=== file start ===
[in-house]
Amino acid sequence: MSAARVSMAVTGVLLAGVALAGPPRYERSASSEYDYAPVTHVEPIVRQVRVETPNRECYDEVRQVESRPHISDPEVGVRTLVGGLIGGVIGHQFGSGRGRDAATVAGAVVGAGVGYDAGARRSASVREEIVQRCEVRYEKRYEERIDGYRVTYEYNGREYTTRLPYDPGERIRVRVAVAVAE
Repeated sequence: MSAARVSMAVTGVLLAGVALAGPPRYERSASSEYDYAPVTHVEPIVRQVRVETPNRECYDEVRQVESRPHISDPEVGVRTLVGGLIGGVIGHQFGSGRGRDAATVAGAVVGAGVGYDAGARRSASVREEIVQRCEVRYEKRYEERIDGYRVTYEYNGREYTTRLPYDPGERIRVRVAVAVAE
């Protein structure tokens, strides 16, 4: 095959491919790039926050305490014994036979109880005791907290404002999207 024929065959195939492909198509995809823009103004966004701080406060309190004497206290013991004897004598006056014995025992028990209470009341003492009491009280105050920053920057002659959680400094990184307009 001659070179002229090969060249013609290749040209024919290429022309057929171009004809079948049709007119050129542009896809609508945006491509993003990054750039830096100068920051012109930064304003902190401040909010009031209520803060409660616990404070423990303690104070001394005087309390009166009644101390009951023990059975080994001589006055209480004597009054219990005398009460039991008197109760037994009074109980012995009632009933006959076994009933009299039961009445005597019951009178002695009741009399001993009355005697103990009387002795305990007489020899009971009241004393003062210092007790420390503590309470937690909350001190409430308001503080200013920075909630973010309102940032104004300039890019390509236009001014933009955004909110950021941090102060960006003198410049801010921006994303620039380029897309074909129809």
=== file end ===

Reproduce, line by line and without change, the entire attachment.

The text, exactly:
[in-house]
Amino acid sequence: MSAARVSMAVTGVLLAGVALAGPPRYERSASSEYDYAPVTHVEPIVRQVRVETPNRECYDEVRQVESRPHISDPEVGVRTLVGGLIGGVIGHQFGSGRGRDAATVAGAVVGAGVGYDAGARRSASVREEIVQRCEVRYEKRYEERIDGYRVTYEYNGREYTTRLPYDPGERIRVRVAVAVAE
Repeated sequence: MSAARVSMAVTGVLLAGVALAGPPRYERSASSEYDYAPVTHVEPIVRQVRVETPNRECYDEVRQVESRPHISDPEVGVRTLVGGLIGGVIGHQFGSGRGRDAATVAGAVVGAGVGYDAGARRSASVREEIVQRCEVRYEKRYEERIDGYRVTYEYNGREYTTRLPYDPGERIRVRVAVAVAE
């Protein structure tokens, strides 16, 4: 095959491919790039926050305490014994036979109880005791907290404002999207 024929065959195939492909198509995809823009103004966004701080406060309190004497206290013991004897004598006056014995025992028990209470009341003492009491009280105050920053920057002659959680400094990184307009 001659070179002229090969060249013609290749040209024919290429022309057929171009004809079948049709007119050129542009896809609508945006491509993003990054750039830096100068920051012109930064304003902190401040909010009031209520803060409660616990404070423990303690104070001394005087309390009166009644101390009951023990059975080994001589006055209480004597009054219990005398009460039991008197109760037994009074109980012995009632009933006959076994009933009299039961009445005597019951009178002695009741009399001993009355005697103990009387002795305990007489020899009971009241004393003062210092007790420390503590309470937690909350001190409430308001503080200013920075909630973010309102940032104004300039890019390509236009001014933009955004909110950021941090102060960006003198410049801010921006994303620039380029897309074909129809």